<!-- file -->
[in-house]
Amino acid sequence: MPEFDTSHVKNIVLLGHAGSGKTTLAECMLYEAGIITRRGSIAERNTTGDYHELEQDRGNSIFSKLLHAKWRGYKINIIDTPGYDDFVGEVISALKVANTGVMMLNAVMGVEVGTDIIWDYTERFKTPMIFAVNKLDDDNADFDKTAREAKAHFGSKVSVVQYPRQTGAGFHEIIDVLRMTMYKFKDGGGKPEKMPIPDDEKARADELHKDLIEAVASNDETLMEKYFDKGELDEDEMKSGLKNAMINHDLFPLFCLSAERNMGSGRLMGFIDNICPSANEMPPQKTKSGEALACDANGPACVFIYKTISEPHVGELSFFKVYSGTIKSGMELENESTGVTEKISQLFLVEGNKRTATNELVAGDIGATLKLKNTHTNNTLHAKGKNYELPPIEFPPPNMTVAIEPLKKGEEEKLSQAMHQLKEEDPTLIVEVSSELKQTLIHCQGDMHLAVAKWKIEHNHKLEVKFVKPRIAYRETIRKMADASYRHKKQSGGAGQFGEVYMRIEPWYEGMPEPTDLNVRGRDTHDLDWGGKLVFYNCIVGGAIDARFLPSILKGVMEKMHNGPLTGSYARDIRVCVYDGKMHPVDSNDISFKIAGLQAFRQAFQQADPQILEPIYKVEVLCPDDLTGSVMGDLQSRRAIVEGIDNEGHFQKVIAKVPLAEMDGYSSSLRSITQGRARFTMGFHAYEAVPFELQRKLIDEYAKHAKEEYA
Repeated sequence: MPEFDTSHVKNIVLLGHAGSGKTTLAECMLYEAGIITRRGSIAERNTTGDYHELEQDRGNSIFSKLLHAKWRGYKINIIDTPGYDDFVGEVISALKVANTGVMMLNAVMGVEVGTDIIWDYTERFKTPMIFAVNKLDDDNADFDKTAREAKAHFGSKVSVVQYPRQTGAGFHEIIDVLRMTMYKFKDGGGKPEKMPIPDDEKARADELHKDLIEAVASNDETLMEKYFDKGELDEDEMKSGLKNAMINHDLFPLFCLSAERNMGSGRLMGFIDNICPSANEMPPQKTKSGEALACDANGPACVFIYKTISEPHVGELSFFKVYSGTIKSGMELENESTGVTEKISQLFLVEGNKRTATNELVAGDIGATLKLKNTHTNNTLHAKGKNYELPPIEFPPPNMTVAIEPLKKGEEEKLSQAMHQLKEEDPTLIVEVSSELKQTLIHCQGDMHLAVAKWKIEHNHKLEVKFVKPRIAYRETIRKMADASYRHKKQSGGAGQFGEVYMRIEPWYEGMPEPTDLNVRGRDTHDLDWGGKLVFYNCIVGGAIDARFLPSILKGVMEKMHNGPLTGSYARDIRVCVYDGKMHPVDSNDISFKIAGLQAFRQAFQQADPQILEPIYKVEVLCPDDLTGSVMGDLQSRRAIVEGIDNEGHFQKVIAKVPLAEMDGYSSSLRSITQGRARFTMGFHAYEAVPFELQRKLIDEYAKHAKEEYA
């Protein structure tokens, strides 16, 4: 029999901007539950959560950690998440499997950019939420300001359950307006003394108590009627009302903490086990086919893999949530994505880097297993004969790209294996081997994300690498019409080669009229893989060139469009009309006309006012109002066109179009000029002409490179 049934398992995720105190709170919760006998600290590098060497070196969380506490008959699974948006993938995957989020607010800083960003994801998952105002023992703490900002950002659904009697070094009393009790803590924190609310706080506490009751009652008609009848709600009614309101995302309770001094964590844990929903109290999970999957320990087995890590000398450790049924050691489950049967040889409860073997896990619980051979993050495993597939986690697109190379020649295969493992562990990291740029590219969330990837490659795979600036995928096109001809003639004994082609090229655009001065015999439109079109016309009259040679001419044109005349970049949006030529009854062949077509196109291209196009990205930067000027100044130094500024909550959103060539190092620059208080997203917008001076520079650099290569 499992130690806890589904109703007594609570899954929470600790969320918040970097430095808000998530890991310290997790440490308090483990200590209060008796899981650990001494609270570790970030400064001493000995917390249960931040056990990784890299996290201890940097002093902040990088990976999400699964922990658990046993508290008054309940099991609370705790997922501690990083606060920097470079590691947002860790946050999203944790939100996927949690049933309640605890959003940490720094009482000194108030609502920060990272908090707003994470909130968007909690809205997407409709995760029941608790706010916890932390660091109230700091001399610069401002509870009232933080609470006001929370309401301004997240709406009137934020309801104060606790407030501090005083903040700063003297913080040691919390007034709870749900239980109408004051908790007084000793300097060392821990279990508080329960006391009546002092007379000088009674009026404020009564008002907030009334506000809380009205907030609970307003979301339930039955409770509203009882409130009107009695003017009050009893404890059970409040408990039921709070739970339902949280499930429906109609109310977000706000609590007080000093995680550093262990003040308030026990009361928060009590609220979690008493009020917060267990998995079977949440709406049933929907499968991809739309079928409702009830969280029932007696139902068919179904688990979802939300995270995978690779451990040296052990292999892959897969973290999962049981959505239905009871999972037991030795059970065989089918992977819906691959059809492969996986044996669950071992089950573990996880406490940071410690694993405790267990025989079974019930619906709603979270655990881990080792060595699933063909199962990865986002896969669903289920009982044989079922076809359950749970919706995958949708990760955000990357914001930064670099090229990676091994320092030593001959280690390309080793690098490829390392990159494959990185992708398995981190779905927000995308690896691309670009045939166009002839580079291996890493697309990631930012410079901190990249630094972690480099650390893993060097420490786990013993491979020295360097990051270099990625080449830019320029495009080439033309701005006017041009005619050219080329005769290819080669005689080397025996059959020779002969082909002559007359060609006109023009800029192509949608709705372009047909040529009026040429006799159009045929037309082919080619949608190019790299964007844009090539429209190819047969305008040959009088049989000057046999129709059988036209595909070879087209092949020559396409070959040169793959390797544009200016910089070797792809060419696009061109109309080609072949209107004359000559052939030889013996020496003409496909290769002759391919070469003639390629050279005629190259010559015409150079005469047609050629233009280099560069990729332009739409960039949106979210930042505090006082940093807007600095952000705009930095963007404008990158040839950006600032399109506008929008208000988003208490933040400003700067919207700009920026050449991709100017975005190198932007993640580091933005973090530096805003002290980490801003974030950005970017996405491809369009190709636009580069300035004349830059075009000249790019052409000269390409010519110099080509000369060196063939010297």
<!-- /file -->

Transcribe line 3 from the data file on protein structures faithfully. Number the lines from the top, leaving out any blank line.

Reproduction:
Repeated sequence: MPEFDTSHVKNIVLLGHAGSGKTTLAECMLYEAGIITRRGSIAERNTTGDYHELEQDRGNSIFSKLLHAKWRGYKINIIDTPGYDDFVGEVISALKVANTGVMMLNAVMGVEVGTDIIWDYTERFKTPMIFAVNKLDDDNADFDKTAREAKAHFGSKVSVVQYPRQTGAGFHEIIDVLRMTMYKFKDGGGKPEKMPIPDDEKARADELHKDLIEAVASNDETLMEKYFDKGELDEDEMKSGLKNAMINHDLFPLFCLSAERNMGSGRLMGFIDNICPSANEMPPQKTKSGEALACDANGPACVFIYKTISEPHVGELSFFKVYSGTIKSGMELENESTGVTEKISQLFLVEGNKRTATNELVAGDIGATLKLKNTHTNNTLHAKGKNYELPPIEFPPPNMTVAIEPLKKGEEEKLSQAMHQLKEEDPTLIVEVSSELKQTLIHCQGDMHLAVAKWKIEHNHKLEVKFVKPRIAYRETIRKMADASYRHKKQSGGAGQFGEVYMRIEPWYEGMPEPTDLNVRGRDTHDLDWGGKLVFYNCIVGGAIDARFLPSILKGVMEKMHNGPLTGSYARDIRVCVYDGKMHPVDSNDISFKIAGLQAFRQAFQQADPQILEPIYKVEVLCPDDLTGSVMGDLQSRRAIVEGIDNEGHFQKVIAKVPLAEMDGYSSSLRSITQGRARFTMGFHAYEAVPFELQRKLIDEYAKHAKEEYA